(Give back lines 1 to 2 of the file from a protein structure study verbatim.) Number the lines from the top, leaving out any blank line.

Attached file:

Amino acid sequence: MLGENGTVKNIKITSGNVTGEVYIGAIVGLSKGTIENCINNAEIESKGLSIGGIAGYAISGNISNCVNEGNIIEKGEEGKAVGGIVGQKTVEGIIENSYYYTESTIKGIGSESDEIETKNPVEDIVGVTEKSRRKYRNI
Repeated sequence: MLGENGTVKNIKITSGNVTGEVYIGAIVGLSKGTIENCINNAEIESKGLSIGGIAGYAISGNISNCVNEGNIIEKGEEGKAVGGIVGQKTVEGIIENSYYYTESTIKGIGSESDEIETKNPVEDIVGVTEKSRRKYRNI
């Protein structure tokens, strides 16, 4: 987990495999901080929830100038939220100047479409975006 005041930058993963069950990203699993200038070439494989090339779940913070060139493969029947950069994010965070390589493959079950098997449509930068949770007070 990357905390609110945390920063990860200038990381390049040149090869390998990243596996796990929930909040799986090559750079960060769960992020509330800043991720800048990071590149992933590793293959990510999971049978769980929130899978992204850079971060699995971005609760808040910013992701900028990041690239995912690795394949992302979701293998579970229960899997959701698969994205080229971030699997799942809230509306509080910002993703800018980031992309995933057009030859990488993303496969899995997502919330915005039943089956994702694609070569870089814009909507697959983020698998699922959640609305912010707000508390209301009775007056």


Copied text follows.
Amino acid sequence: MLGENGTVKNIKITSGNVTGEVYIGAIVGLSKGTIENCINNAEIESKGLSIGGIAGYAISGNISNCVNEGNIIEKGEEGKAVGGIVGQKTVEGIIENSYYYTESTIKGIGSESDEIETKNPVEDIVGVTEKSRRKYRNI
Repeated sequence: MLGENGTVKNIKITSGNVTGEVYIGAIVGLSKGTIENCINNAEIESKGLSIGGIAGYAISGNISNCVNEGNIIEKGEEGKAVGGIVGQKTVEGIIENSYYYTESTIKGIGSESDEIETKNPVEDIVGVTEKSRRKYRNI